The Internet has become foundational to the way we think, make sense of the world, and navigate the difficulties of life. Yet its precise commercial form also made it easy to manipulate our choices and influence our decisions. And once locked into place, the incentive structures of the market are difficult to change externally.

This means that while we have immense freedoms in our lives due to connectivity, we are not free to change collectively the structure of the political economy.

A commodity by any other name?

The idea that data is the new oil is commonly articulated in popular opinion. Yet this perspective mischaracterizes how companies actually use data and how a services-driven, informational economy functions.

As an end product, oil can be used anywhere. It can fuel cars, planes, industrial equipment, and military ships and vehicles. Data, however, does not have such a universal utility. Data sets, in contrast, must be specially tailored to the algorithm that processes them. An algorithm that successfully completes tasks with one set of data becomes useless with another.

The distinction is important to highlight, for economic reasons.

Personal data is just that – personal. Whatever commodification process it undergoes is intimately interwoven with the subject that generates it. So while in the 19th century the commodification of labor (that is, wages) was linked to the emergence of mass industrial production, in the 21st century, the commodification of personal data has become a new fuel for economies through the widespread proliferation of digital advertising and direct marketing.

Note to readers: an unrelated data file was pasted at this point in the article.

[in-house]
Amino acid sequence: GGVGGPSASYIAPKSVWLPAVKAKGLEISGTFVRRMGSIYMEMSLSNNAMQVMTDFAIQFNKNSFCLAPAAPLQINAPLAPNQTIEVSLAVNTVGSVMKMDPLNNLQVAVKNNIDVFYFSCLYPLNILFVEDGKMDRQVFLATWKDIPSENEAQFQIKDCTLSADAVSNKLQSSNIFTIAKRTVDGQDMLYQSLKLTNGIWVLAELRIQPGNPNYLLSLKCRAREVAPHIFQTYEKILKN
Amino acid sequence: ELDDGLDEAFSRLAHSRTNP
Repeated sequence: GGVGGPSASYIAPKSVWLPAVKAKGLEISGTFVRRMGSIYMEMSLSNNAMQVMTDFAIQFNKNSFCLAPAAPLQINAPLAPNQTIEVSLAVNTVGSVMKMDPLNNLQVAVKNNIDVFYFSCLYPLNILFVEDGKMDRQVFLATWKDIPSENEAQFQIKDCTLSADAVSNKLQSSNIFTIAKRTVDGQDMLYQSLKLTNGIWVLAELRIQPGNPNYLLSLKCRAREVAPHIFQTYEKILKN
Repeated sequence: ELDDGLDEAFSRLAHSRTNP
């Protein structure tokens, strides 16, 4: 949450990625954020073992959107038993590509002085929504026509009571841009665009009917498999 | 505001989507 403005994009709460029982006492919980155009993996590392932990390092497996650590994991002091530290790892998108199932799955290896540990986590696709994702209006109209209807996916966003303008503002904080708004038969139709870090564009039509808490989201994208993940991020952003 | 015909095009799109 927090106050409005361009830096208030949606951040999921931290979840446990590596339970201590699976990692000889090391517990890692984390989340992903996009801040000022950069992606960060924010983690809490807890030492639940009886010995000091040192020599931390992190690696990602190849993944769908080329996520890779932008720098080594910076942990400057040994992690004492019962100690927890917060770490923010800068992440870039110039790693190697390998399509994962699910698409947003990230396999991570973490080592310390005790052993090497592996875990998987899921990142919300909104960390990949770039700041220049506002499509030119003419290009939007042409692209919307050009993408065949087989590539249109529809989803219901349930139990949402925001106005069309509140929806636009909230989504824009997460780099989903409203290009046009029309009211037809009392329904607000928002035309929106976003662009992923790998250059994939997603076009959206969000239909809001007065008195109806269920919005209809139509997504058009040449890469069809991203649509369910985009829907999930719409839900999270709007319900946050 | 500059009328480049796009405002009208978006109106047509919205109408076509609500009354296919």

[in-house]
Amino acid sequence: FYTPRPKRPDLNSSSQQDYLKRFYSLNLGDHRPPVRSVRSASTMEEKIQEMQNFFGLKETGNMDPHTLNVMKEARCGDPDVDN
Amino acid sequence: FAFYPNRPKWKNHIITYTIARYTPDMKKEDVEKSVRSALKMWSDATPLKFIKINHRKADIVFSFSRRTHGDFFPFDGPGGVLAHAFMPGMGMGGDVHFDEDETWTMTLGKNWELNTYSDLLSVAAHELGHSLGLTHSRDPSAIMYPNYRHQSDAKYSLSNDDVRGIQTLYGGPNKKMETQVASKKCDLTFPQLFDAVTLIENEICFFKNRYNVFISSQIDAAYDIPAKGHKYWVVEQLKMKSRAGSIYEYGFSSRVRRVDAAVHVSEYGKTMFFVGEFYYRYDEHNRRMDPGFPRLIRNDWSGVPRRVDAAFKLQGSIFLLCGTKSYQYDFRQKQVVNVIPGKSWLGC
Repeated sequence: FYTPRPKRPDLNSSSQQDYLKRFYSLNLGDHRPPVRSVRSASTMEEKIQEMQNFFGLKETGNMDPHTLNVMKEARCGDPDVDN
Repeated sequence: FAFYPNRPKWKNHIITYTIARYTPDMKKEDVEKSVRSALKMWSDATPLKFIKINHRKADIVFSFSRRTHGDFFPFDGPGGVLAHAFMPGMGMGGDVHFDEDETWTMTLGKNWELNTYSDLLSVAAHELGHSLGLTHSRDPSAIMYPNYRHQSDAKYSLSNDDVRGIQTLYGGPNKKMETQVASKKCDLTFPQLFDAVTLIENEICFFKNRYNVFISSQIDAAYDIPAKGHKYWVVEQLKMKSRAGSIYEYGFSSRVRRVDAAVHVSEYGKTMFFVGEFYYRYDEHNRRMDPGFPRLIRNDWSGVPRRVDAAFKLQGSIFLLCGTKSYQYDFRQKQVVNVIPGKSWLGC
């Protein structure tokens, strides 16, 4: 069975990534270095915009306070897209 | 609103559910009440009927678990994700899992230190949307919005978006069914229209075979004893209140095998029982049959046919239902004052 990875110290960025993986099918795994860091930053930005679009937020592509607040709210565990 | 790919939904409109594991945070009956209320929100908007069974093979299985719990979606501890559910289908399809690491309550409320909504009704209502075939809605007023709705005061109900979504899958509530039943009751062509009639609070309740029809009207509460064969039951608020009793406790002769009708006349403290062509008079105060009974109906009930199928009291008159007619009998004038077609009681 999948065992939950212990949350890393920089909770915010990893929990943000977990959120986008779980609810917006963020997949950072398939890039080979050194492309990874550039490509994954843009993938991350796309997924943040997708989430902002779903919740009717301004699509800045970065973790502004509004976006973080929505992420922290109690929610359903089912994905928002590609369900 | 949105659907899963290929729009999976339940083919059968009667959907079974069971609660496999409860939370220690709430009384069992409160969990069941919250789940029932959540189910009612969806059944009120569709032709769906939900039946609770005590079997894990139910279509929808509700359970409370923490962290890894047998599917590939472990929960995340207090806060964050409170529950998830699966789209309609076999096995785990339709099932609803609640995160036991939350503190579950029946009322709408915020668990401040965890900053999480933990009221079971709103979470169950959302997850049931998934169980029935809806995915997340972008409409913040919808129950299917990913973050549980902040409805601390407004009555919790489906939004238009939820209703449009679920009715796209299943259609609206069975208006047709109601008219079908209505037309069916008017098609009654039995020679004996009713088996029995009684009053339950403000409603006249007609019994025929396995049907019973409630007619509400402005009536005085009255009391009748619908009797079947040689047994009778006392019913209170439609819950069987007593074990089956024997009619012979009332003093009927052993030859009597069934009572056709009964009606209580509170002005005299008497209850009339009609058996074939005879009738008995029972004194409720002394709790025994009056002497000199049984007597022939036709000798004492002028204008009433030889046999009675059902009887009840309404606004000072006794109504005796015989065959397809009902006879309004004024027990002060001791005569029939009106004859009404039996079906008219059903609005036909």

As data subjects, our behavioral predictability follows the patterns of our online activity. And our online activity follows the algorithms, the services, the platforms, and the content that form the material basis of the Internet.

We see what algorithms know we want to see; receive what algorithms have tailored for us.

If economic modernity operated as the famous “iron cage,” then whatever we are witnessing today is operating as the digital echo chamber.

If we are not to be locked in and manipulated, we must all re-evaluate our relationship to the data we give up, be more educated on how the digital algorithms work, and become more responsible in how we approach our digital future.

Olena Mykhalchenko

Olena Mykhalchenko is a Fulbright and Edmund S Muskie Scholar, focusing on the intersection of artificial intelligence and human rights, the future of work in the gig economy, and the social impact of Industry 4.0. Currently she is a consultant at Datamize, advising on data privacy and algorithmic ethics.

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  1. Wow that was odd. I just wrote an incredibly long comment but after I clicked submit my comment didn’t appear. Grrrr… well I’m not writing all that over again. Anyways, just wanted to say fantastic blog!